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Educator outlines new ways to meet needs of disadvantaged students


This is the cover of "Come to Believe: How the Jesuits Are Reinventing Education (Again)." The book is reviewed by Kathleen Finley. (CNS)

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"Come to Believe: How the Jesuits Are Reinventing Education (Again) -- Inside the First Year of the New Arrupe College" by Stephen Katsouros, SJ. Orbis Books (Maryknoll, New York, 2017). 224 pp., $24.

It is rare these days to be able to take a peek at the beginning of an institution of higher learning, especially one founded with a pastoral perspective; the reader has that privilege in "Come to Believe."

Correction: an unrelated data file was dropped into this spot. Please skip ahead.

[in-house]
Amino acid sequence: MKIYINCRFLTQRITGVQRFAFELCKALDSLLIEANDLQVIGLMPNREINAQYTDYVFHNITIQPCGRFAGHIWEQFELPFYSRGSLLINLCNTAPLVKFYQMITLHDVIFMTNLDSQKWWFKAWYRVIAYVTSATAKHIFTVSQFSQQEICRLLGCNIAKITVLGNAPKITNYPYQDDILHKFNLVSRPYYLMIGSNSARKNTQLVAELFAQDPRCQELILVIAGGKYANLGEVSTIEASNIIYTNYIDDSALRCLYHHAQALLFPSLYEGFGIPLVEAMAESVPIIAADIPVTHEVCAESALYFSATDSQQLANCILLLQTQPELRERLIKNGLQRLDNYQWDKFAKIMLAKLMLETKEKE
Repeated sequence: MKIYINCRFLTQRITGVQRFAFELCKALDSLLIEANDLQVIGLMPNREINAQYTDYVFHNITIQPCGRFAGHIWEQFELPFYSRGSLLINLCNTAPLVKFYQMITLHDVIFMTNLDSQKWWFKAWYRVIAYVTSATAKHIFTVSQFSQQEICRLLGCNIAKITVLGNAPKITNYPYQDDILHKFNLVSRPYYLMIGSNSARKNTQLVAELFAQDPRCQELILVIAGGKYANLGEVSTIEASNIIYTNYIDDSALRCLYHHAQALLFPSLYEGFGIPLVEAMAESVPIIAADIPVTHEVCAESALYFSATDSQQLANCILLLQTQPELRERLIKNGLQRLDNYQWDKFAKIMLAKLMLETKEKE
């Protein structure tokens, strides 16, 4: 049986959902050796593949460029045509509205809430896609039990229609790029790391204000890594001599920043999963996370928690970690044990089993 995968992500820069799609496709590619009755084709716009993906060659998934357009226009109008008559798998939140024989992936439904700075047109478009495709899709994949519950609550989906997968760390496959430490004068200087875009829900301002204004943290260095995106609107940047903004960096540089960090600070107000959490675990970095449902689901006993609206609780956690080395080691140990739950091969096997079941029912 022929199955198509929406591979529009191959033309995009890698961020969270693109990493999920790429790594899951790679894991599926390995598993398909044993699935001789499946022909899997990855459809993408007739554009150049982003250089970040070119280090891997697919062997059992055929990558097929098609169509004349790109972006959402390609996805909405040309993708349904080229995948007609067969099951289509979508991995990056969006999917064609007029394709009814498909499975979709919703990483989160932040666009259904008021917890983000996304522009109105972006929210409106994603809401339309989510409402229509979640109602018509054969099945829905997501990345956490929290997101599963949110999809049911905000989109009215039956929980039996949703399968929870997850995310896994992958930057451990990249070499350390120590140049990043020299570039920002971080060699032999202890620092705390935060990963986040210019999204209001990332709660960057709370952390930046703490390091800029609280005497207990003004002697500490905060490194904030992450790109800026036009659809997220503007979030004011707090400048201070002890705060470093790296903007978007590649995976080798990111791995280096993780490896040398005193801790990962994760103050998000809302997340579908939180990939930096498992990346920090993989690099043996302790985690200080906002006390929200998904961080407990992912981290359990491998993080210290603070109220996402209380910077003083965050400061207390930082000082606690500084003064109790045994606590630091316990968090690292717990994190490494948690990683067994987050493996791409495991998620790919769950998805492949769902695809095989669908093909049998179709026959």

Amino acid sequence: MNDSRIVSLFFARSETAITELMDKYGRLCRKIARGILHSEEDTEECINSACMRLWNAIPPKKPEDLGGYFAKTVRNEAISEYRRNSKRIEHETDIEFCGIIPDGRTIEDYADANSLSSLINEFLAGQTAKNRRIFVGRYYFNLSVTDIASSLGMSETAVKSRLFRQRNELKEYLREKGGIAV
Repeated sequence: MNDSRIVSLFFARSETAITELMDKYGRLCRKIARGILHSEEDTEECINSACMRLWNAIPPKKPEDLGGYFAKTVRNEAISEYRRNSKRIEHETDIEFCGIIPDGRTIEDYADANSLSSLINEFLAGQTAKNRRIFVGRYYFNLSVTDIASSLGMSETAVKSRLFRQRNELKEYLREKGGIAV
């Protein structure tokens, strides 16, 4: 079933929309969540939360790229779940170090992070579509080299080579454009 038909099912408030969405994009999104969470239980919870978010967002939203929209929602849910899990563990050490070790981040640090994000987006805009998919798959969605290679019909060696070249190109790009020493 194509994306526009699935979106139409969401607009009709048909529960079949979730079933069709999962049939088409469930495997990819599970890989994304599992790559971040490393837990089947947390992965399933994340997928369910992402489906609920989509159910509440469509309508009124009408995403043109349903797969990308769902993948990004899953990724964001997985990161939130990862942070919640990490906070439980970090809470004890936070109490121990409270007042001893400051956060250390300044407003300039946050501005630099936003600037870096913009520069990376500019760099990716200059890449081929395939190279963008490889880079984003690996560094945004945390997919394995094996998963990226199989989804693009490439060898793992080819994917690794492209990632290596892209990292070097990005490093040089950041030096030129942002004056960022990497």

In his title, Jesuit Father Stephen Katsouros not only references the process of growing in faith that the disciples of Jesus experience in the Gospels but also, as he explains, the process of watching young people from disadvantaged backgrounds gradually coming to believe in themselves and that they actually belong in a college setting, specifically the two-year college within Loyola University Chicago that readers see taking shape here. (The "again" in the title refers to the way Jesuit education helped reshape middle schools with the Nativity model in the 1970s and Cristo Rey secondary schools in the 1990s.)

Not only does Father Katsouros, dean and executive director of Arrupe College, bring good administrative skills to this task -- setting up an excellent team, having clear expectations, hiring a quality faculty -- but he also continues to reflect on Gospel values and perspectives as he preaches in a local parish on the weekends.

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